Being able to boast about your accomplishments or abilities without making everyone around you roll their eyes is an art form. There's a time and place for it, and according to a recent study, there's even a right and wrong way to do it.
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The study, led by Carolien Van Damme, and published in the journal Self and Identity, suggests that people will accept your humblebragging less if you compare yourself to someone else. For example, if you've been running, you don't want to say "I'm much faster than Johnny." You're better off saying something like "I've managed to cut my mile time down an entire minute."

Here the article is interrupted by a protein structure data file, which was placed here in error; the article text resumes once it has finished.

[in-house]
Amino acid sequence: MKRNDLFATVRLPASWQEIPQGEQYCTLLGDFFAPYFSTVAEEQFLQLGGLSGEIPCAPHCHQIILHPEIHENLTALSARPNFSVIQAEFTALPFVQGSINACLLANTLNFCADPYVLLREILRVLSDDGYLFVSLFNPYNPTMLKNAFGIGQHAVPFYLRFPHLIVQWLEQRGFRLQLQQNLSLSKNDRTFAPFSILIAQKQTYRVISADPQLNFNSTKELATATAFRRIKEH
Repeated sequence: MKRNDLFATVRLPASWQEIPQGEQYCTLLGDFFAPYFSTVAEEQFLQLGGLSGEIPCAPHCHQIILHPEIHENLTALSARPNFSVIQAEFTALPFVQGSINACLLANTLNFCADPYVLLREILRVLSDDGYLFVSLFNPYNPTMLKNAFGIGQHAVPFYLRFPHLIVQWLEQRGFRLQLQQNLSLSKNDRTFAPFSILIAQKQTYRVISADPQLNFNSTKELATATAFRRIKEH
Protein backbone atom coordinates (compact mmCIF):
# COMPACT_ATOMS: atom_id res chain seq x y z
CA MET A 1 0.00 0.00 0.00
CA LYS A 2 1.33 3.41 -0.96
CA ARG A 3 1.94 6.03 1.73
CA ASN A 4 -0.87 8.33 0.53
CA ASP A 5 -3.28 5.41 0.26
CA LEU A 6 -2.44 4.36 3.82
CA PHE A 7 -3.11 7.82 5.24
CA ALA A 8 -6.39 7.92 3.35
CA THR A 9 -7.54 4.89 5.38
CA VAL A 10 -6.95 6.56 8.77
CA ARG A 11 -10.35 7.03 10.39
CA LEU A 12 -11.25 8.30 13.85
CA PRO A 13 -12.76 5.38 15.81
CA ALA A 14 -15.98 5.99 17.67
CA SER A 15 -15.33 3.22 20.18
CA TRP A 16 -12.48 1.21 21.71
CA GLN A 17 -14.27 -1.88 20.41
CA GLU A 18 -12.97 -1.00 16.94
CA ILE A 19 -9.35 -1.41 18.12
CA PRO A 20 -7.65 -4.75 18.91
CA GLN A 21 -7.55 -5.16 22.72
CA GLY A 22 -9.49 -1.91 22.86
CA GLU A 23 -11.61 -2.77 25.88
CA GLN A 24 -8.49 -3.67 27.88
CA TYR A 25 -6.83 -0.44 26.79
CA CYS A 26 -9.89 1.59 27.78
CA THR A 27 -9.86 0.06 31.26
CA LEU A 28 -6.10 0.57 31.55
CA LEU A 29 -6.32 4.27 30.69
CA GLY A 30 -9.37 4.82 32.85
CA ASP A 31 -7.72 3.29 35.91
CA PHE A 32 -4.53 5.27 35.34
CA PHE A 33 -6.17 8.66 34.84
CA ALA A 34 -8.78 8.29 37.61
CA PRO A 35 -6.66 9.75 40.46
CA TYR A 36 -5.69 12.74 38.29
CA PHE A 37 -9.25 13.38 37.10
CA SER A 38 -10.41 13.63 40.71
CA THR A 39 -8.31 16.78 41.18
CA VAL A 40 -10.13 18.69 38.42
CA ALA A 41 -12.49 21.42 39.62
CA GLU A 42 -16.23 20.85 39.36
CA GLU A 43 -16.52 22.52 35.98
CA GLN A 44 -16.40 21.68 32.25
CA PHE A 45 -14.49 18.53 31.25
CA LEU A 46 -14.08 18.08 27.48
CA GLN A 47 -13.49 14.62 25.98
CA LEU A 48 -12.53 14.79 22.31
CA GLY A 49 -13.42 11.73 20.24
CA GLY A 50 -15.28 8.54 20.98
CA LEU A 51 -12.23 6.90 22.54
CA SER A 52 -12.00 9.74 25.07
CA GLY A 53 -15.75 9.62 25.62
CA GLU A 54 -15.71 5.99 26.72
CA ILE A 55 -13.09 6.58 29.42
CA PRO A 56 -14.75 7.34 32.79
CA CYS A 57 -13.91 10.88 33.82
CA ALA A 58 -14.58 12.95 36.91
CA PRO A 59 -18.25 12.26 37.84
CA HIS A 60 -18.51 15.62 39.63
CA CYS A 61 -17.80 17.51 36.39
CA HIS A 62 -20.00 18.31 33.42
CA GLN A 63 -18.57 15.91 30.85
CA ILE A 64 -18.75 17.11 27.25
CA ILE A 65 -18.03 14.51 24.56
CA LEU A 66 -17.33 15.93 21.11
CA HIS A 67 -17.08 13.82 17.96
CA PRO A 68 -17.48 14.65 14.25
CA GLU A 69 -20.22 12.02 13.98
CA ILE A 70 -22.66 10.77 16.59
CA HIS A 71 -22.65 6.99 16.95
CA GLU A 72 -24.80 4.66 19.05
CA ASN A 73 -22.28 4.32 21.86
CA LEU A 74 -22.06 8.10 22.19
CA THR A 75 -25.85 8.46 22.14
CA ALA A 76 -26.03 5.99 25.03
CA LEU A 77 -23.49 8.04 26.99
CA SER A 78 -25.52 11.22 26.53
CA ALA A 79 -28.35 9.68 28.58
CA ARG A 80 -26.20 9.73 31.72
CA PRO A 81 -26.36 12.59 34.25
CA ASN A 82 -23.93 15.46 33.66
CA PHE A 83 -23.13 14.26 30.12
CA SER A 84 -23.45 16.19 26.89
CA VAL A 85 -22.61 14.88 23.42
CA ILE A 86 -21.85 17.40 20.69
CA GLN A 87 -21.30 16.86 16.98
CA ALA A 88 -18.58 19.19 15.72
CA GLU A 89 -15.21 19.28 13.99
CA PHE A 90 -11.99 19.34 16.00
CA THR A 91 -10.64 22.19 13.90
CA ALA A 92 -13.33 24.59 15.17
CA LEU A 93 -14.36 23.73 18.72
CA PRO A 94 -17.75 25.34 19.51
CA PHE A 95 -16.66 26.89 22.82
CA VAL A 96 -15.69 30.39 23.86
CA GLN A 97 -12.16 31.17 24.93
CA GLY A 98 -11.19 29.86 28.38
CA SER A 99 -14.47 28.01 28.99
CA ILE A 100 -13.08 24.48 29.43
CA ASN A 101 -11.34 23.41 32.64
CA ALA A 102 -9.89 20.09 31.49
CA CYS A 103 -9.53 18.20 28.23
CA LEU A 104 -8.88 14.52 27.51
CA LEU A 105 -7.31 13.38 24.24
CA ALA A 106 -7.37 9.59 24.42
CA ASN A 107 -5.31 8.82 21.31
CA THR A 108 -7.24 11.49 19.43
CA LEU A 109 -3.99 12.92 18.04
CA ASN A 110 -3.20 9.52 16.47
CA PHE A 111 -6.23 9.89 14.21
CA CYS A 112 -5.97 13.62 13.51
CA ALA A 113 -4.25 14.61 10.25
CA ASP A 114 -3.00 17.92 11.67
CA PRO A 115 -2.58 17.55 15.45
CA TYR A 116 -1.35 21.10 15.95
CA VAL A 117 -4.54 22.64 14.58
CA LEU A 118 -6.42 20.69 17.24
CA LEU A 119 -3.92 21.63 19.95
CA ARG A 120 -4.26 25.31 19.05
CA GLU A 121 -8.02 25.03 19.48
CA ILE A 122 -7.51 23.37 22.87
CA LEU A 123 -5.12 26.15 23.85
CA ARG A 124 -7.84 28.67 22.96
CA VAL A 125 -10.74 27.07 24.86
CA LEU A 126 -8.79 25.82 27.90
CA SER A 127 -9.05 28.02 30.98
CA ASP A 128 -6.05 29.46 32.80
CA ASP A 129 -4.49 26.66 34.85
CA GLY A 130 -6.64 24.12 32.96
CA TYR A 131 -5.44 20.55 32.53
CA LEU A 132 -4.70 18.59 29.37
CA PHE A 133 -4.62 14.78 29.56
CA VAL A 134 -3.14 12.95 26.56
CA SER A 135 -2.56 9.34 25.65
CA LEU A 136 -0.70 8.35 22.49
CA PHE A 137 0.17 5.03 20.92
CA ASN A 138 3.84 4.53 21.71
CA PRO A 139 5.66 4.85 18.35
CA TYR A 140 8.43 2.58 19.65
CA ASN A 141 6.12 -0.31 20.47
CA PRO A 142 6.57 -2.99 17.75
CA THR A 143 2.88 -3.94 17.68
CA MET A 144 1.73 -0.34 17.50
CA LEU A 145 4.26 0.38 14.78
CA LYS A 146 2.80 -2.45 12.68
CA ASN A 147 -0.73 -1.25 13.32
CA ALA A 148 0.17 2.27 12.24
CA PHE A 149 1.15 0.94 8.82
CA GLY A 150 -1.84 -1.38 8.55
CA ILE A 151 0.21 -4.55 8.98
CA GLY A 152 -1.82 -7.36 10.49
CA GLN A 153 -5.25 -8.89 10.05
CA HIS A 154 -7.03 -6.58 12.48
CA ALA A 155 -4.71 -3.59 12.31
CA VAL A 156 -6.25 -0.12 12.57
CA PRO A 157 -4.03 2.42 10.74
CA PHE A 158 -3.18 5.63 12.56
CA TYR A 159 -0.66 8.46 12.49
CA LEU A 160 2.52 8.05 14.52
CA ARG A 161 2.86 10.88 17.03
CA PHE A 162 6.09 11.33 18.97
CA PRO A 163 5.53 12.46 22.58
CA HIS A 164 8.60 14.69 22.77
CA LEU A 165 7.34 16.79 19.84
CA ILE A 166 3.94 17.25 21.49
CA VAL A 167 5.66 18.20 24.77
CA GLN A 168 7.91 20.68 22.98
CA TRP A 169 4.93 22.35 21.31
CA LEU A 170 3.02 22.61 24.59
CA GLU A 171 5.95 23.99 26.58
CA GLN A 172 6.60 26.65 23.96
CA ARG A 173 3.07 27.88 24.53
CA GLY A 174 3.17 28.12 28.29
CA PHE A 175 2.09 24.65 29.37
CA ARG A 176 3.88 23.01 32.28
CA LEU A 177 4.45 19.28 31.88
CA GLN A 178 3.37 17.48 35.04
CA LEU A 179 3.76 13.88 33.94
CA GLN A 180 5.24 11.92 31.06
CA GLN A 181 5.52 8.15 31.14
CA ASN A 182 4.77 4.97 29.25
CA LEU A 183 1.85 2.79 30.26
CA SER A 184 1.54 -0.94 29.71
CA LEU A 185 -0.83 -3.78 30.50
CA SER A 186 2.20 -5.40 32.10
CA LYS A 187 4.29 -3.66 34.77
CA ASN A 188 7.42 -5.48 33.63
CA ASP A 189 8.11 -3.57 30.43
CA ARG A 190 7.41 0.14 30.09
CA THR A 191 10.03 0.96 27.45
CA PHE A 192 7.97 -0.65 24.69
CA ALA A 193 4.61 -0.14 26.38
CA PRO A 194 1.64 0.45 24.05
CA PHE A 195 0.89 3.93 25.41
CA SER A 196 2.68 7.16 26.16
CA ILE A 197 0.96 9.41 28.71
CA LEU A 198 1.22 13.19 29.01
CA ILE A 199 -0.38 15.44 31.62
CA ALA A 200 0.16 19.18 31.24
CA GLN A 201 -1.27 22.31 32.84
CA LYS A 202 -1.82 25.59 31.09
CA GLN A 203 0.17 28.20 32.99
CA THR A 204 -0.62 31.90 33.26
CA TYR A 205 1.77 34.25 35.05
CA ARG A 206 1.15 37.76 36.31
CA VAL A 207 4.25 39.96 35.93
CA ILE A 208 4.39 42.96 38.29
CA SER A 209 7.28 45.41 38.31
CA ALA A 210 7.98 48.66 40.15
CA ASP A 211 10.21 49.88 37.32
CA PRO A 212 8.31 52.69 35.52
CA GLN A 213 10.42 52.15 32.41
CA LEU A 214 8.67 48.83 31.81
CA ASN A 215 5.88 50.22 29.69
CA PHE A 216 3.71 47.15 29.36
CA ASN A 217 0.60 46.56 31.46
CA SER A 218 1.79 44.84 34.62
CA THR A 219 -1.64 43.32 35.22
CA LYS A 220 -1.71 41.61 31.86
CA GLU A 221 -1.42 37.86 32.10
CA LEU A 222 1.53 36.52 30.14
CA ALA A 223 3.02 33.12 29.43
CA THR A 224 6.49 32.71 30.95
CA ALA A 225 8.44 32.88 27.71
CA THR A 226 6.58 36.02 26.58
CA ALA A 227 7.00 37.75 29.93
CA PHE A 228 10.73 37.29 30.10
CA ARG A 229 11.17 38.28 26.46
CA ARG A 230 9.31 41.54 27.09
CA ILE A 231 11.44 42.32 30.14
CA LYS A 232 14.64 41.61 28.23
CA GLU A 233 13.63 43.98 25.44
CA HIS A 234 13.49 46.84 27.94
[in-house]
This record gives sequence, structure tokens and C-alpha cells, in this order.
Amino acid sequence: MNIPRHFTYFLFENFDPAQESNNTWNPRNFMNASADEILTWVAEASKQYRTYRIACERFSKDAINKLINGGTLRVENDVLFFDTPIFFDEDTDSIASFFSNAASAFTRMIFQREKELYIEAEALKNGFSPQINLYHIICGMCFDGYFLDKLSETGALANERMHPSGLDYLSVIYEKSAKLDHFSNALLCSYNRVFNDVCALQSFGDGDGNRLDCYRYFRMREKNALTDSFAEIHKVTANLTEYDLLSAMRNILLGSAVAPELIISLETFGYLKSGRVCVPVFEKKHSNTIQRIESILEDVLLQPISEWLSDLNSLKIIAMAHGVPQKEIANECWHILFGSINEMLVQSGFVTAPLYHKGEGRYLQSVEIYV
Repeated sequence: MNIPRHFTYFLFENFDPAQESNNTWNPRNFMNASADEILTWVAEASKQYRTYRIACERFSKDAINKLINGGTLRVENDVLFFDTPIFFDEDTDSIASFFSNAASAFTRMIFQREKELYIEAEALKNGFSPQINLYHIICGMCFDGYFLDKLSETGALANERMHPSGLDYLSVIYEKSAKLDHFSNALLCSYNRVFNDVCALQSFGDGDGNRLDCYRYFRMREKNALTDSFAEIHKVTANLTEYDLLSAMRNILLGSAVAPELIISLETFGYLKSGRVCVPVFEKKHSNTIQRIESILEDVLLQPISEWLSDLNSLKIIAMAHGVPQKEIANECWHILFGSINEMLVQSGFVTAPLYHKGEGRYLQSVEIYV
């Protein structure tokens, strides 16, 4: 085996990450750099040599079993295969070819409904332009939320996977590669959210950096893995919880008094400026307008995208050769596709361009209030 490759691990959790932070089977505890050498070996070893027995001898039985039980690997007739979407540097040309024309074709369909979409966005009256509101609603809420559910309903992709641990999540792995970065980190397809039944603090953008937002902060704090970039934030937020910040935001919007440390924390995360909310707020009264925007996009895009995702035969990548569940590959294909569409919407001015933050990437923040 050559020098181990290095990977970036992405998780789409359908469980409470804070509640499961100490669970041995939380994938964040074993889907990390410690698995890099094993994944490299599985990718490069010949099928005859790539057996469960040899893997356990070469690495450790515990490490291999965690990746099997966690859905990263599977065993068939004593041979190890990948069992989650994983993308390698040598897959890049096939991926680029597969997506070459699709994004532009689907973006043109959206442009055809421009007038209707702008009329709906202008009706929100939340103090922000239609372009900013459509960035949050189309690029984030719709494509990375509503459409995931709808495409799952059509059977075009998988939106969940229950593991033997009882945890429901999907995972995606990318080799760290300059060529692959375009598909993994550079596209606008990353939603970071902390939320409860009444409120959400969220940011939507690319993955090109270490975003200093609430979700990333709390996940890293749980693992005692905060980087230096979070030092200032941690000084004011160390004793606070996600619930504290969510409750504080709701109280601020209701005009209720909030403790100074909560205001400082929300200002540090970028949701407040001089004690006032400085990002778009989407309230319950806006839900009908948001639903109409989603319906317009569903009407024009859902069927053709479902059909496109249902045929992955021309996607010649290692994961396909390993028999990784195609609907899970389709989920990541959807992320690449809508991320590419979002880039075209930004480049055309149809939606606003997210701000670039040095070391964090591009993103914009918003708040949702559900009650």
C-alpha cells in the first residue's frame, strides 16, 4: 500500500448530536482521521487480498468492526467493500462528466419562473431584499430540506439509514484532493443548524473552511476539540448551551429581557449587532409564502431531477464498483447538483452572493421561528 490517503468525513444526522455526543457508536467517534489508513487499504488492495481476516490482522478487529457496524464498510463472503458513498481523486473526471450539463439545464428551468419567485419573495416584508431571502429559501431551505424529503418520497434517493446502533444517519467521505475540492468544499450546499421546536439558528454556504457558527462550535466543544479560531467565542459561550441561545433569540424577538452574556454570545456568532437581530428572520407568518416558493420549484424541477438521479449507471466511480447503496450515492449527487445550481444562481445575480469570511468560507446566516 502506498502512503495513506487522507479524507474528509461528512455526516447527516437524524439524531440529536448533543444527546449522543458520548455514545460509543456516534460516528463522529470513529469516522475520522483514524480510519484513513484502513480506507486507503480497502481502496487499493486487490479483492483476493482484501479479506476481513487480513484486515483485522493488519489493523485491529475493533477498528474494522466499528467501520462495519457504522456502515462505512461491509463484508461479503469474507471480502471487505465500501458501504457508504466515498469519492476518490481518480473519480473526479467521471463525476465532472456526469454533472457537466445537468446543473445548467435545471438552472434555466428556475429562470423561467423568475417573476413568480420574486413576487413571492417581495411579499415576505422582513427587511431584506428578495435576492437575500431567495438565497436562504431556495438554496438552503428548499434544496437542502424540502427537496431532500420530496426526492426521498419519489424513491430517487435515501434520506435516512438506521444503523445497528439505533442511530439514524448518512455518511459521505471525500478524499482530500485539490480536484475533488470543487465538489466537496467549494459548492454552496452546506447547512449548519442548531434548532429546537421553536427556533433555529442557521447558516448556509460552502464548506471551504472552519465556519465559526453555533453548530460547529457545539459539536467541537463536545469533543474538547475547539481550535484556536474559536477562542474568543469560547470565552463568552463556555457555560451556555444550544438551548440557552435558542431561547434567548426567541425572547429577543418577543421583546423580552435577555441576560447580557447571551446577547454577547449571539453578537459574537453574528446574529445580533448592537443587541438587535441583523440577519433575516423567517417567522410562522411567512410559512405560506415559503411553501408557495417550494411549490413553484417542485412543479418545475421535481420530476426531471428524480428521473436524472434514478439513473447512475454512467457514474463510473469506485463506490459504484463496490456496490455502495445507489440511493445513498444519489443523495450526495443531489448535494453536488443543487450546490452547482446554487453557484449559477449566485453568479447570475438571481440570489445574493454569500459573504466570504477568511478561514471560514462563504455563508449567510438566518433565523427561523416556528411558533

Better yet, make your humblebrag a story of how you cut your mile time down. It makes you sound passionate and less like a glory hound. If you humblebrag in moderation, shun exaggeration, and avoid putting down others, it can actually be beneficial in the right circumstances.